For us to compete, it’s important that we not fear growth and the changes it brings. We should fear going along with business as usual.

We shouldn’t think growth and change will bring “bad” things to our community, but instead be concerned with the poverty we have and the prospects of it getting worse without economic growth. With poverty comes many shades of suffering - hunger, homelessness, drugs, loss of purpose and more.

Economic growth will not infringe on our long-standing values of faith and family. They’ll still be with us and serve us. Faith and family will still be our greatest assets and the fabric that holds us together.

The good news is that we can turn our situation around and have a bright future. Wilkes is a wonderful place that has a ton of potential! The history of our community is full of stories of the success of businesses, industries, entrepreneurs and visionaries. That spirit of success is here. We just have to harness it. We must renew our faith in our community and stir up civic pride in Wilkes!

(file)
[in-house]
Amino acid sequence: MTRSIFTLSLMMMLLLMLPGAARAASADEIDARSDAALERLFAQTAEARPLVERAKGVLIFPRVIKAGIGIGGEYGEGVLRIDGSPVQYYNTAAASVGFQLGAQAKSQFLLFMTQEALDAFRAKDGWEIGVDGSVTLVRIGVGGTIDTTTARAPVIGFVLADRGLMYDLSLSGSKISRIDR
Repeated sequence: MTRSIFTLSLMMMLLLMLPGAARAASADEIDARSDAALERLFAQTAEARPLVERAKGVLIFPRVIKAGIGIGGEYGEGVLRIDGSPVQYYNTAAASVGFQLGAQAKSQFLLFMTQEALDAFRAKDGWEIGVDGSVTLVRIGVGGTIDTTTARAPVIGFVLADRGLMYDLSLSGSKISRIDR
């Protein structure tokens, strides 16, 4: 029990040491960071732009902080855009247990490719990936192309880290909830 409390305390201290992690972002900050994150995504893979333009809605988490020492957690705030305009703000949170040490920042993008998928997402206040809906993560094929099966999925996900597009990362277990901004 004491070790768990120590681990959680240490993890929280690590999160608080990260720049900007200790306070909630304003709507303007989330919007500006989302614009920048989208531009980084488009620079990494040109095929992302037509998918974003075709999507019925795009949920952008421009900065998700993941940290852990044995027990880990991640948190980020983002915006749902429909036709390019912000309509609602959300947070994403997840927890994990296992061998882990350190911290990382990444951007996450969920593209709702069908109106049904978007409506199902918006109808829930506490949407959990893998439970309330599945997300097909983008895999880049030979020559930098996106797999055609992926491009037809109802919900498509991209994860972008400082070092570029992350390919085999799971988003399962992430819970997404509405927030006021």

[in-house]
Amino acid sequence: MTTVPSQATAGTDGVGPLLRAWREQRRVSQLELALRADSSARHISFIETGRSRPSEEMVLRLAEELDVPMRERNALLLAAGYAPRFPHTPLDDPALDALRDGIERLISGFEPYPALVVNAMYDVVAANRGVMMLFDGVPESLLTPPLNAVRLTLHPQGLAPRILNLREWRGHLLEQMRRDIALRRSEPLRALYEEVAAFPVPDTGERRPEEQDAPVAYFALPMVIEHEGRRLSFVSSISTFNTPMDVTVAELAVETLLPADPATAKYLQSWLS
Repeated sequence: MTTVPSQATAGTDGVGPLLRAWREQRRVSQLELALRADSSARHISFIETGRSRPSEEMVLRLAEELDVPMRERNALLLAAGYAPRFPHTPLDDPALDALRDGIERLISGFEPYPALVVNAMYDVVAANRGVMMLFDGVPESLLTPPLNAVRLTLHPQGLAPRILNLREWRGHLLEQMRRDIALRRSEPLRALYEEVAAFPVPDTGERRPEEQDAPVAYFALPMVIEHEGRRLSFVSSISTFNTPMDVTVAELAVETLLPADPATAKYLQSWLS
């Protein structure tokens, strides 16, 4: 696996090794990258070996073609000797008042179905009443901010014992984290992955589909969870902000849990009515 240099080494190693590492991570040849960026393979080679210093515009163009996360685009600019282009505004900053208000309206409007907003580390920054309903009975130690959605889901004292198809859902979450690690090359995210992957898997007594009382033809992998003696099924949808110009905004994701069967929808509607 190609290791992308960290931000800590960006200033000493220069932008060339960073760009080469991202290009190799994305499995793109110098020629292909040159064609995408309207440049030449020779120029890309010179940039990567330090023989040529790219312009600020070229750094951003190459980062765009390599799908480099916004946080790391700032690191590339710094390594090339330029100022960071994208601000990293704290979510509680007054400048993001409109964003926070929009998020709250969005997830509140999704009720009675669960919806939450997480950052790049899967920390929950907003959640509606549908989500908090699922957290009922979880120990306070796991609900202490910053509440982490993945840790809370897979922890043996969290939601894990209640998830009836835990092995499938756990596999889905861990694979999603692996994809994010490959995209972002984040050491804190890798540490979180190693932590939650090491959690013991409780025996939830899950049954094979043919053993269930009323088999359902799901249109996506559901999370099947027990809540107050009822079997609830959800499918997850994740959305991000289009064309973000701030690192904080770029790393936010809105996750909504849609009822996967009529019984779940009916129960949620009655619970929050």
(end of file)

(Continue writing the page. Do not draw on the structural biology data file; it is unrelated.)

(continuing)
The entire community must get involved.

I challenge all elected officials to think big. Expect great things to happen to our area, and remember it’s not about us… it’s about the people we serve.

Now is the time for unity! We must have a unified vision for the future for we are all in the same boat.

We must do away with the view of “two towns and the county,” for we are one single “Wilkes community.” Period. We eat at the same places, go to the same hospital and as funny as it may sound, go to the same Walmart.

We’ll all succeed together or all fail together.

It’s pretty simple, yet it seems some don’t understand that if something good happens in one town or out in the county it’s good for everyone in Wilkes. It’s the same if something bad happens.